Even during economic expansions and periods of robust employment growth, millions of workers in the United States face economic insecurity and precarious working conditions. Low paysafety hazards, lack of bargaining powerunstable schedulesdiscrimination and harassment at work, little access to benefitssurveillance and lack of privacy, and insufficient opportunities for upward career advancement all affect a substantial share of the U.S. labor force and all reduce job quality for workers.

And because most research finds that overall job quality in the United States has declined over the past four decades, lack of access to good employment opportunities both exacerbates existing economic disparities and generates challenges for robust and broad-based economic growth.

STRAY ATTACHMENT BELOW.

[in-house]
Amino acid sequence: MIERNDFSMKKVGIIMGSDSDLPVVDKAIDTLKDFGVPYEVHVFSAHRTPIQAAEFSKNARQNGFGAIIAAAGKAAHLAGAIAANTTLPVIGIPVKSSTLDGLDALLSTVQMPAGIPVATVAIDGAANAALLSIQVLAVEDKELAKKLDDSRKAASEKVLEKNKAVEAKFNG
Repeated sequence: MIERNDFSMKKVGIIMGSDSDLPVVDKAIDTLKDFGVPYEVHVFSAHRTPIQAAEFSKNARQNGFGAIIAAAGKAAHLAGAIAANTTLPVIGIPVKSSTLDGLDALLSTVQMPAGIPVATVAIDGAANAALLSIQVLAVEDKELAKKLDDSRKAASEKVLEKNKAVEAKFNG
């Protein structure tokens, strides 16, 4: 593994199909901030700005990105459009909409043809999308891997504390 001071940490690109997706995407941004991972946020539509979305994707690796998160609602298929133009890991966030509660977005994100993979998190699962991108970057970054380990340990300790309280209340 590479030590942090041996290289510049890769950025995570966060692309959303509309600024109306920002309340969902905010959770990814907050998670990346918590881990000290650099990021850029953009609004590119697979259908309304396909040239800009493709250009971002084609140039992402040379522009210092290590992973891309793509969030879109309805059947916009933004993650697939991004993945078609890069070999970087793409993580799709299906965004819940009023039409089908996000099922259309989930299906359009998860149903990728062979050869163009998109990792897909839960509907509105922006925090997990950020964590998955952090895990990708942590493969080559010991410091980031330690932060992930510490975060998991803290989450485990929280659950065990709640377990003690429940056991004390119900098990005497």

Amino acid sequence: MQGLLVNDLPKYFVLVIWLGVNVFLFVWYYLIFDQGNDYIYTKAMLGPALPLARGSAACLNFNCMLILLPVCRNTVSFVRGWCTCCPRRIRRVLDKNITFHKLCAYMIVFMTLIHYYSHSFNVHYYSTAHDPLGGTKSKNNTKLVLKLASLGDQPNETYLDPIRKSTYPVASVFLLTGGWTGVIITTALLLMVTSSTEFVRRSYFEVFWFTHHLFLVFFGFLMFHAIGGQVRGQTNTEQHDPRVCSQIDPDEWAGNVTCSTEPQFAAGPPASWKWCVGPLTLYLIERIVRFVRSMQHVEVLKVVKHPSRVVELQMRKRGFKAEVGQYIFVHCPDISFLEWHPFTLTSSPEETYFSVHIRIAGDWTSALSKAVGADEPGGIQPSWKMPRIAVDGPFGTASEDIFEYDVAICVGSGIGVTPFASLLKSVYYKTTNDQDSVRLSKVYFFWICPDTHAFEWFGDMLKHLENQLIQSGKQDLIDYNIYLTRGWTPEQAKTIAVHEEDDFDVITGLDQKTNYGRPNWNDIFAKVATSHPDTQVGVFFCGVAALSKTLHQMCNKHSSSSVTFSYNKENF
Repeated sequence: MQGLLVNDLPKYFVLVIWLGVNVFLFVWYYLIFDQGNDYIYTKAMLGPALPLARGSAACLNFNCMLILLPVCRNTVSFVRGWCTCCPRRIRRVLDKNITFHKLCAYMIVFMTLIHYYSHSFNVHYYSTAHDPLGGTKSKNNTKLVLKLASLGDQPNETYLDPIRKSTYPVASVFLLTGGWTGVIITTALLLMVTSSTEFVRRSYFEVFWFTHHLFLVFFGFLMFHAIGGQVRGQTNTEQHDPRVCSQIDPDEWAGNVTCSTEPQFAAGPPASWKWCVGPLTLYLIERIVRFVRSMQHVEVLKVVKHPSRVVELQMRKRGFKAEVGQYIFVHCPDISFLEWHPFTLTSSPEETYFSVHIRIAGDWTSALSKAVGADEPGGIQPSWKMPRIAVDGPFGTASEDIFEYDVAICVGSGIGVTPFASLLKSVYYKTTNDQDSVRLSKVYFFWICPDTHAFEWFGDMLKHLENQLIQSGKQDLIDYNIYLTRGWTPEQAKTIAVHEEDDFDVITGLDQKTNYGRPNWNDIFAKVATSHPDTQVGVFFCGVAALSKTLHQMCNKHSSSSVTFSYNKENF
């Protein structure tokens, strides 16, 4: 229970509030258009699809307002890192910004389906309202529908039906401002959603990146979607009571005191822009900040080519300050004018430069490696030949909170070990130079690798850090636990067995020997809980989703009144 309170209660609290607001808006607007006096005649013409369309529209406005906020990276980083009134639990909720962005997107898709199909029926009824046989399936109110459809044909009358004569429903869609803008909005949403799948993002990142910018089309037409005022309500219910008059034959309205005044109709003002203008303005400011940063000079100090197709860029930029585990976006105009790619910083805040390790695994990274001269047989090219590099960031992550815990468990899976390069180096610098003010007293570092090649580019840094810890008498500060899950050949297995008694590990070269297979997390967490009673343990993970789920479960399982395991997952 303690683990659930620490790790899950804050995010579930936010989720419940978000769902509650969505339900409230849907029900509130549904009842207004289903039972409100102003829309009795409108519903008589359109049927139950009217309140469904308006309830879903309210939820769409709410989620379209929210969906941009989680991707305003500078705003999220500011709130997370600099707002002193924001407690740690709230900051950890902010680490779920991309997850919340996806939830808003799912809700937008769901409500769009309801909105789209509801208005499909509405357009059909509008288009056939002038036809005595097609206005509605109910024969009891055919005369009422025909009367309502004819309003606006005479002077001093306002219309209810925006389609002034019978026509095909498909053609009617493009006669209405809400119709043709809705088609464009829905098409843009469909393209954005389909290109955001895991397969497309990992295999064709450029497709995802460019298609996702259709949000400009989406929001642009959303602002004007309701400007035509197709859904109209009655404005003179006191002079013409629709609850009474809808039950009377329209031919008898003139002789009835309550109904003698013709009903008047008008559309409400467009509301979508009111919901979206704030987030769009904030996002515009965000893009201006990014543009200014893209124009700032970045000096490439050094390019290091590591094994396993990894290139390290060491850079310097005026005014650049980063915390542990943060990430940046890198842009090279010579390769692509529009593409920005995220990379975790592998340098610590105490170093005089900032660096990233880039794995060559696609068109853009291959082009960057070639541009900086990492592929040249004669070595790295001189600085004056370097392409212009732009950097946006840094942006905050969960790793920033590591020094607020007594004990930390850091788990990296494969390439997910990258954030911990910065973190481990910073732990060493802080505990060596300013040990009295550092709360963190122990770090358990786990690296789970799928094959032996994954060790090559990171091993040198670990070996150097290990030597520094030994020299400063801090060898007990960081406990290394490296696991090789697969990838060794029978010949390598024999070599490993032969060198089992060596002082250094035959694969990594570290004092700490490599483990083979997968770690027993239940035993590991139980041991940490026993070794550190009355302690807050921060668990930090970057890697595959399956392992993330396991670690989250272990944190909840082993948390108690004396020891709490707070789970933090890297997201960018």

Studying job quality acknowledges that research should go beyond top-line statistics, such as employment growth and the unemployment rate, when analyzing the state of the labor market. Additionally, even though pay is an important—and perhaps the most important—component of a good job, there are other employment attributes that shape workers’ experience, opportunities, and employment outcomes. These nuances are part of what makes this topic so ripe for future research that can contribute to the existing body of work on job quality.

Read the full article about quality employment for U.S. workers at Equitable Growth.